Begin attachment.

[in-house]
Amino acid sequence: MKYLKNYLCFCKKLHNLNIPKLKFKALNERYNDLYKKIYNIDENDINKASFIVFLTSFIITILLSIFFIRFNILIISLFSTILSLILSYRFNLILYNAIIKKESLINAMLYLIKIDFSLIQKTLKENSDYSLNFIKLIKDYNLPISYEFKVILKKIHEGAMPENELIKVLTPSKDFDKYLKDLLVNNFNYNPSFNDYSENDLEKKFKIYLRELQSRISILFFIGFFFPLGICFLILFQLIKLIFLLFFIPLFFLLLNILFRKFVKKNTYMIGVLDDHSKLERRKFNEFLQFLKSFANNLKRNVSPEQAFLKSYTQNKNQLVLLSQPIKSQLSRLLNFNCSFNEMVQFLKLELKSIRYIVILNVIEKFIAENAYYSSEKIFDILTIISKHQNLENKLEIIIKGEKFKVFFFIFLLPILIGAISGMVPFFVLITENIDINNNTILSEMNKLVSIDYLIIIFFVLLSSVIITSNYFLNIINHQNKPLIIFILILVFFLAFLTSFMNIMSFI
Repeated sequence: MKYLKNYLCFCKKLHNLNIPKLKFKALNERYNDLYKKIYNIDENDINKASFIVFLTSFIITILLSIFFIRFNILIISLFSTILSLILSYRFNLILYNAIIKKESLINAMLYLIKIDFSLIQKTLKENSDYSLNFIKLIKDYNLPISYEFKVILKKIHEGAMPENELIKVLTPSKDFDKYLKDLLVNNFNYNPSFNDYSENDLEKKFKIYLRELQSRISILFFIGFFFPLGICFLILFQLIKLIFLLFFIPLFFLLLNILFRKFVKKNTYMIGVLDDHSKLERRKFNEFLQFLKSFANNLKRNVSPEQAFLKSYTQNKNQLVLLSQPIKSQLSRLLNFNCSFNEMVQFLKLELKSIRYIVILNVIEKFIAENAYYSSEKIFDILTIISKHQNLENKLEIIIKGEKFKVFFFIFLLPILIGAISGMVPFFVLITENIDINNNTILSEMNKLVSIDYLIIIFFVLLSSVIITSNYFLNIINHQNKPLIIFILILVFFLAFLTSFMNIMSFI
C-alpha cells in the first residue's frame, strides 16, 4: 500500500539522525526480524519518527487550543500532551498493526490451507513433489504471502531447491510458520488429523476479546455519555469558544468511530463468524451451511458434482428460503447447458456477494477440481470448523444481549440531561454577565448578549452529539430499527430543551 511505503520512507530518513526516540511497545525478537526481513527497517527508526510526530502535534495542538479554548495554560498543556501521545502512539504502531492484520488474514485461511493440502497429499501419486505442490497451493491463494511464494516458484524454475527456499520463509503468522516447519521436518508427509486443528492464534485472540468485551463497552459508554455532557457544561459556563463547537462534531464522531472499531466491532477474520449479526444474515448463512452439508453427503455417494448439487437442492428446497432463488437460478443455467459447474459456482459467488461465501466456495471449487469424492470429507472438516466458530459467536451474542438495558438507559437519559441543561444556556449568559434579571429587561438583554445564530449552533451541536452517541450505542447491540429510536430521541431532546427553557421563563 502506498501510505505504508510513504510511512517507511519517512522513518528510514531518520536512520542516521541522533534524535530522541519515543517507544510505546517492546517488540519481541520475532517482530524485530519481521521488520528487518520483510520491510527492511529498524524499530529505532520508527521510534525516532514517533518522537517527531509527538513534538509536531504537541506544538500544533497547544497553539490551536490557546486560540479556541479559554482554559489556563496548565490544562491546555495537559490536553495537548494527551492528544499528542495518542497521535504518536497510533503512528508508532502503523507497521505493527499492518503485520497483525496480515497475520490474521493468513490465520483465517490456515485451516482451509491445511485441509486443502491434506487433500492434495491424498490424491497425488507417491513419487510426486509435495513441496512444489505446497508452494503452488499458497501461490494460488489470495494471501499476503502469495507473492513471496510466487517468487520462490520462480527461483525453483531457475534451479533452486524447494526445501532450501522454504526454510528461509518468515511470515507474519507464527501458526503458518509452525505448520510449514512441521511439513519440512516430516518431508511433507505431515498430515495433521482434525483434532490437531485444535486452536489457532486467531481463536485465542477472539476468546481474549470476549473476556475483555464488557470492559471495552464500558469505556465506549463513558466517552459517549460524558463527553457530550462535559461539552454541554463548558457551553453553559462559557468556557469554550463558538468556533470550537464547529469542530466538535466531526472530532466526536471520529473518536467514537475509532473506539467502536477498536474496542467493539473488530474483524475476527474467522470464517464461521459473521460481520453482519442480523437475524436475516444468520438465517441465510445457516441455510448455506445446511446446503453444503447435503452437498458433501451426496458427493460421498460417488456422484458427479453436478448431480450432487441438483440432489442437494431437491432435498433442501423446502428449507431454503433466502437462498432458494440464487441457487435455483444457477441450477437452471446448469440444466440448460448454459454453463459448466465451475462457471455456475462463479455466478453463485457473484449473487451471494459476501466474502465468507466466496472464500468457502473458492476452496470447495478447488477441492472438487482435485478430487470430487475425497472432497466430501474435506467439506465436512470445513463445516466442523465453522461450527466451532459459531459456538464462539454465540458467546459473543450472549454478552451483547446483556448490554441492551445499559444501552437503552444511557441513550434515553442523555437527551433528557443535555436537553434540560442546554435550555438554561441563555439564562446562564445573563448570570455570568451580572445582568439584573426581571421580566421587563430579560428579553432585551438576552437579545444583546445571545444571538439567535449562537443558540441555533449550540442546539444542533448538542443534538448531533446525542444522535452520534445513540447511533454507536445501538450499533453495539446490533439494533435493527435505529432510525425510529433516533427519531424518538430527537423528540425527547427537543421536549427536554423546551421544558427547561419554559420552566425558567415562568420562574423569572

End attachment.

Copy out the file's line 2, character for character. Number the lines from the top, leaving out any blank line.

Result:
Amino acid sequence: MKYLKNYLCFCKKLHNLNIPKLKFKALNERYNDLYKKIYNIDENDINKASFIVFLTSFIITILLSIFFIRFNILIISLFSTILSLILSYRFNLILYNAIIKKESLINAMLYLIKIDFSLIQKTLKENSDYSLNFIKLIKDYNLPISYEFKVILKKIHEGAMPENELIKVLTPSKDFDKYLKDLLVNNFNYNPSFNDYSENDLEKKFKIYLRELQSRISILFFIGFFFPLGICFLILFQLIKLIFLLFFIPLFFLLLNILFRKFVKKNTYMIGVLDDHSKLERRKFNEFLQFLKSFANNLKRNVSPEQAFLKSYTQNKNQLVLLSQPIKSQLSRLLNFNCSFNEMVQFLKLELKSIRYIVILNVIEKFIAENAYYSSEKIFDILTIISKHQNLENKLEIIIKGEKFKVFFFIFLLPILIGAISGMVPFFVLITENIDINNNTILSEMNKLVSIDYLIIIFFVLLSSVIITSNYFLNIINHQNKPLIIFILILVFFLAFLTSFMNIMSFI